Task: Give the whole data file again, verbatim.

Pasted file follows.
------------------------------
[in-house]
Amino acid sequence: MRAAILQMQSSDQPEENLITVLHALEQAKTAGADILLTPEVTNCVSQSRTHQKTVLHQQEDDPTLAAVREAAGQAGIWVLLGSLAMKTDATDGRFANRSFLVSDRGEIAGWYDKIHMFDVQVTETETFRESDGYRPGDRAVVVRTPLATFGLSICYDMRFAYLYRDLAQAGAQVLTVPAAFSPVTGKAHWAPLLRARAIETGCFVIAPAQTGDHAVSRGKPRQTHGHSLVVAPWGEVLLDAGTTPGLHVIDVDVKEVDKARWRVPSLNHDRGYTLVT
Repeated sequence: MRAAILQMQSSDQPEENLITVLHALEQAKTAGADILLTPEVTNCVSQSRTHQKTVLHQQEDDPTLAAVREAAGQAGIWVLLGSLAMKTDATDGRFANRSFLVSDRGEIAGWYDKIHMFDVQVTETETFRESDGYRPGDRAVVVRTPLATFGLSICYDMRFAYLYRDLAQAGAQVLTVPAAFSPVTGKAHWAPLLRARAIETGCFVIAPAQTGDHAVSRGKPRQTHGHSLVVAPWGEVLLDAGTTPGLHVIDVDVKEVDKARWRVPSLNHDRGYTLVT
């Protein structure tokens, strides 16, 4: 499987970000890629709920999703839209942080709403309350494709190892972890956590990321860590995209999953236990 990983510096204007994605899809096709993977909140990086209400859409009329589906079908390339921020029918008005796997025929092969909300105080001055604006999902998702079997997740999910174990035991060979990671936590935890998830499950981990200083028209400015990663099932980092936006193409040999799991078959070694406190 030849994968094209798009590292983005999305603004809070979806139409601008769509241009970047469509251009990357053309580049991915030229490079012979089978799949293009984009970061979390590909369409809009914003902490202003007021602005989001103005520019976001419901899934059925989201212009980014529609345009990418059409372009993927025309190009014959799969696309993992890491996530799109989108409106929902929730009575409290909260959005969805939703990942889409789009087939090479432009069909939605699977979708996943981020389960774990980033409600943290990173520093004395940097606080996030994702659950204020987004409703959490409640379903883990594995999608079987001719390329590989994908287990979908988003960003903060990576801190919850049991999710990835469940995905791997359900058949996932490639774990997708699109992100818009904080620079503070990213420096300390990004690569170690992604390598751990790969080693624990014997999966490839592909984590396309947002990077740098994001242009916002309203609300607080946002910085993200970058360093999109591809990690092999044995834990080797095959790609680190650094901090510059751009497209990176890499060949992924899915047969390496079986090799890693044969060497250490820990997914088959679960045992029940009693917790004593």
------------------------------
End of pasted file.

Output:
[in-house]
Amino acid sequence: MRAAILQMQSSDQPEENLITVLHALEQAKTAGADILLTPEVTNCVSQSRTHQKTVLHQQEDDPTLAAVREAAGQAGIWVLLGSLAMKTDATDGRFANRSFLVSDRGEIAGWYDKIHMFDVQVTETETFRESDGYRPGDRAVVVRTPLATFGLSICYDMRFAYLYRDLAQAGAQVLTVPAAFSPVTGKAHWAPLLRARAIETGCFVIAPAQTGDHAVSRGKPRQTHGHSLVVAPWGEVLLDAGTTPGLHVIDVDVKEVDKARWRVPSLNHDRGYTLVT
Repeated sequence: MRAAILQMQSSDQPEENLITVLHALEQAKTAGADILLTPEVTNCVSQSRTHQKTVLHQQEDDPTLAAVREAAGQAGIWVLLGSLAMKTDATDGRFANRSFLVSDRGEIAGWYDKIHMFDVQVTETETFRESDGYRPGDRAVVVRTPLATFGLSICYDMRFAYLYRDLAQAGAQVLTVPAAFSPVTGKAHWAPLLRARAIETGCFVIAPAQTGDHAVSRGKPRQTHGHSLVVAPWGEVLLDAGTTPGLHVIDVDVKEVDKARWRVPSLNHDRGYTLVT
């Protein structure tokens, strides 16, 4: 499987970000890629709920999703839209942080709403309350494709190892972890956590990321860590995209999953236990 990983510096204007994605899809096709993977909140990086209400859409009329589906079908390339921020029918008005796997025929092969909300105080001055604006999902998702079997997740999910174990035991060979990671936590935890998830499950981990200083028209400015990663099932980092936006193409040999799991078959070694406190 030849994968094209798009590292983005999305603004809070979806139409601008769509241009970047469509251009990357053309580049991915030229490079012979089978799949293009984009970061979390590909369409809009914003902490202003007021602005989001103005520019976001419901899934059925989201212009980014529609345009990418059409372009993927025309190009014959799969696309993992890491996530799109989108409106929902929730009575409290909260959005969805939703990942889409789009087939090479432009069909939605699977979708996943981020389960774990980033409600943290990173520093004395940097606080996030994702659950204020987004409703959490409640379903883990594995999608079987001719390329590989994908287990979908988003960003903060990576801190919850049991999710990835469940995905791997359900058949996932490639774990997708699109992100818009904080620079503070990213420096300390990004690569170690992604390598751990790969080693624990014997999966490839592909984590396309947002990077740098994001242009916002309203609300607080946002910085993200970058360093999109591809990690092999044995834990080797095959790609680190650094901090510059751009497209990176890499060949992924899915047969390496079986090799890693044969060497250490820990997914088959679960045992029940009693917790004593």